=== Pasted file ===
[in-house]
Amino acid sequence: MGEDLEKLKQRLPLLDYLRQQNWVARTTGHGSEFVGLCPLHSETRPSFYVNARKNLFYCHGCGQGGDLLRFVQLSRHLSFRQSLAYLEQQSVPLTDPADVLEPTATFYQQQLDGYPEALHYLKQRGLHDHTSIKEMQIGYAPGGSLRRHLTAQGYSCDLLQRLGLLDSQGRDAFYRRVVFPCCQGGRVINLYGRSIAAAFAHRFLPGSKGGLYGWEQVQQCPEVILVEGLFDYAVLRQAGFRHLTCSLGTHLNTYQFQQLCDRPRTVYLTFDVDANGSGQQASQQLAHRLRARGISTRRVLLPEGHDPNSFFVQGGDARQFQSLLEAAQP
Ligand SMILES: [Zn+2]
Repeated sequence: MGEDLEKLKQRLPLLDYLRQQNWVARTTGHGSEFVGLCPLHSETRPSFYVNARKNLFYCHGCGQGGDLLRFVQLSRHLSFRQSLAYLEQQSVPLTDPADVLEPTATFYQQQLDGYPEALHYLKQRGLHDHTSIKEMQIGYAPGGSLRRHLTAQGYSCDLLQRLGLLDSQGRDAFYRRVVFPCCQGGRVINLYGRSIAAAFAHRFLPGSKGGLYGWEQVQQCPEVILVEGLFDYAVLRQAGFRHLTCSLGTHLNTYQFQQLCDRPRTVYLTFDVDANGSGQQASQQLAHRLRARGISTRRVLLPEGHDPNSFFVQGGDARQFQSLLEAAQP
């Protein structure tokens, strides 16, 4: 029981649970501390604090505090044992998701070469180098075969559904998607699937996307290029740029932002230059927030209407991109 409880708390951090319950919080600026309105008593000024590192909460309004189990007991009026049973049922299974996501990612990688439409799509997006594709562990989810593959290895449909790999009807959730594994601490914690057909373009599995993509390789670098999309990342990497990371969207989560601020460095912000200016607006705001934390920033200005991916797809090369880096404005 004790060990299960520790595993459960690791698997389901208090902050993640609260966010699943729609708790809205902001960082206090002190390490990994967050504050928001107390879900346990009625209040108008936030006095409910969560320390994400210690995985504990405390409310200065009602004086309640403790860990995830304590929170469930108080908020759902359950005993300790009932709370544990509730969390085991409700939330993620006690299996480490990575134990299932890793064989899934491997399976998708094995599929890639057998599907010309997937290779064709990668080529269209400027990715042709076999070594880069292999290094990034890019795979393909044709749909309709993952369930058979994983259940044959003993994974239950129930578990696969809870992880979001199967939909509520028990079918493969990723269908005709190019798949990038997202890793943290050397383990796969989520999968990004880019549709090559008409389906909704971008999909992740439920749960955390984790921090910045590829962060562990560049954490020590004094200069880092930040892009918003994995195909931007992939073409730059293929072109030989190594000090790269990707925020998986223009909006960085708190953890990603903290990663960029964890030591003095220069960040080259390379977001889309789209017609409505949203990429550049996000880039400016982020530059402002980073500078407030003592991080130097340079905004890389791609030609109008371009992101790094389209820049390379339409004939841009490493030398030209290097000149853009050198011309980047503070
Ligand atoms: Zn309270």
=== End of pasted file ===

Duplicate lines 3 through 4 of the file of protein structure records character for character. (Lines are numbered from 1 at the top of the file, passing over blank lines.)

Ligand SMILES: [Zn+2]
Repeated sequence: MGEDLEKLKQRLPLLDYLRQQNWVARTTGHGSEFVGLCPLHSETRPSFYVNARKNLFYCHGCGQGGDLLRFVQLSRHLSFRQSLAYLEQQSVPLTDPADVLEPTATFYQQQLDGYPEALHYLKQRGLHDHTSIKEMQIGYAPGGSLRRHLTAQGYSCDLLQRLGLLDSQGRDAFYRRVVFPCCQGGRVINLYGRSIAAAFAHRFLPGSKGGLYGWEQVQQCPEVILVEGLFDYAVLRQAGFRHLTCSLGTHLNTYQFQQLCDRPRTVYLTFDVDANGSGQQASQQLAHRLRARGISTRRVLLPEGHDPNSFFVQGGDARQFQSLLEAAQP